Distributions like those scheduled as part of the United Nations' three-month emergency plan, set up in early April in collaboration with the ICRC, supplement these survival strategies. However, because the total calories provided for are lower than the standard food aid ration and because the population of certain camps has been underestimated, the distributions will meet only around half the daily need.

In general, despite the presence of many aid organizations, assistance to displaced persons in eastern Chad remains inadequate, while the needs are enormous. To address this, Médecins Sans Frontières will strengthen its aid activities (see sidebar).

"We will increase our assistance to the displaced populations in four key areas: access to food, medical care and water and shelter improvements in anticipation of the rainy season," Franck explained.

Aid must get underway before the rainy season

"After a two-week visit to Chad, I think there is a significant risk of emergency in the coming months," Emmanuel Drouhin, MSF Program Manager for Chad, said. "In the east, aid is concentrated primarily on refugees from Darfur, ignoring the displaced persons. Today, organizations are starting to focus on them but enough assistance has yet to arrive. The international community must step up to its responsibilities and send more aid to eastern Chad quickly. In two months, the roads will be impassable because of the rains and it will become much more difficult to reach the displaced populations there."

Strengthening MSF's activities - four priorities: health care, food, water and shelters

MSF's activities are currently focused in Dogdoré.

"In June 2006, we created a health center and 28-bed hospital there and are providing around 15 liters of water per day to the displaced persons and residents," said Field Coordinator Corine Wagner.

Every Thursday, an outpatient center treats malnourished children enrolled in the program. They receive a medical check-up and additional supplies of Plumpy'nut. Only the most serious cases (those with a related illness) are hospitalized. The Dogdoré program was suspended on March 28 for security reasons but reopened on April 16.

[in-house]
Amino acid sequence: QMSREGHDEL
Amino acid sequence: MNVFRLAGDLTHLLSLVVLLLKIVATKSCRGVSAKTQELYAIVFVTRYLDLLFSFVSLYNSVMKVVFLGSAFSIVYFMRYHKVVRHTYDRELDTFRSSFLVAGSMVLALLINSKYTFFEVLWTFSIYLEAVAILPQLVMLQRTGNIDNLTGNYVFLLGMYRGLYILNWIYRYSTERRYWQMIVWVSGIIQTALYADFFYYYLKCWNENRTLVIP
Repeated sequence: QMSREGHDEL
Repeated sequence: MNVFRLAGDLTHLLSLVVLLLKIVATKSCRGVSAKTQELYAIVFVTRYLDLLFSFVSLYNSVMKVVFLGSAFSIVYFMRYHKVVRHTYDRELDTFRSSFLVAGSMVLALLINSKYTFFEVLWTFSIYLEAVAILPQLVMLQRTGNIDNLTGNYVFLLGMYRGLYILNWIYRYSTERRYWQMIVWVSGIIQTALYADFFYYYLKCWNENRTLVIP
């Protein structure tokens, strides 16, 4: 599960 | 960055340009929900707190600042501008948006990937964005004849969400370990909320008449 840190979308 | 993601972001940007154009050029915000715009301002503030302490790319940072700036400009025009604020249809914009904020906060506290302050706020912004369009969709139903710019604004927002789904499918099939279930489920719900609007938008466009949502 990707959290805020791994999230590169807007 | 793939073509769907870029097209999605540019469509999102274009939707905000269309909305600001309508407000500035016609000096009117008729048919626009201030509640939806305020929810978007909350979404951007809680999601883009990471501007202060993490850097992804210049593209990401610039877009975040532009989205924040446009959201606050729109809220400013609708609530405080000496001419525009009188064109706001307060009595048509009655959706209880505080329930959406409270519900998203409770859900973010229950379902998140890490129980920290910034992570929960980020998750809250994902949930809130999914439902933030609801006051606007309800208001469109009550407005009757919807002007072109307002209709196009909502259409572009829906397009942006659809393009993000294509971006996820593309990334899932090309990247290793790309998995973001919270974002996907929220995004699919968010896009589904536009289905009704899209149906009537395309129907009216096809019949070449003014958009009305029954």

A measles vaccination campaign targeting all children under-15 (approximately 13,000) is scheduled to begin within the next ten days. Simultaneously, all children under-5 (approximately 6,000) will receive a month's supply of Plumpy'nut packets to prevent their nutritional status from worsening.

Plumpy'nut is a ready-to-use therapeutic food made of peanut butter, enriched with vitamins and micronutrients. This operation, known as a blanket feeding, will be repeated until September. To increase water supplies, a drill to create new, or improve, water supplies will boost distribution to 20 liters per person per day.

To improve the displaced persons' living conditions, we will soon send 5,000 to 6,000 tents. We will build latrines in the camps to improve hygiene if no other organization is able to do so.

An emergency project was opened on April 2 in Koukou to assist the 8,000 displaced persons who fled the deadly attacks on Tioro and Marena. Thanks to a temporary health center, MSF was able to treat 200 patients. A pump system and cistern trucks are still supplying more than 75,000 liters of water per day, in addition to the 60,000 liters provided by another organization. MSF will continue providing these supplies and expect to set up a hospital and malnutrition treatment facility in June for four months in anticipation of the rainy season, which is the most critical.

MSF will also develop our activities in Goz Beïda, after an assessment of the situation in the camps around the town raised concerns. Authorisation has been obtained from local health authorities to open a 40-bed pediatric hospital.

Based on developments and the response from other aid groups, hospitalization may be extended to adults. The MSF pediatric department will allow staff to treat the most serious cases of malnutrition. Children suffering from malnutrition but who do not require hospitalization will be treated as outpatients.

For water, MSF will supply one or two of the camps that have been set up around the town via water trucking. To address food needs, MSF will position more than 1,000 tons of enriched flour and oil in Goz Beïda, distributing these foods to supplement the rations provided by the other organizations. These quantities will provide additional caloric support (500 kcal/day) to 60,000 people for three months.

MSF teams will also try, within the constraints of volatile security conditions, to evaluate the situation in isolated areas near the towns where MSF projects are based, and to provide medical and material assistance to the people still living there.

Last, MSF will remain ready to respond on an emergency basis (once again, subject to security conditions), whether to new upsurges in violence or epidemics, as we did in Koukou, following the attacks on the villages of Tioro and Marena.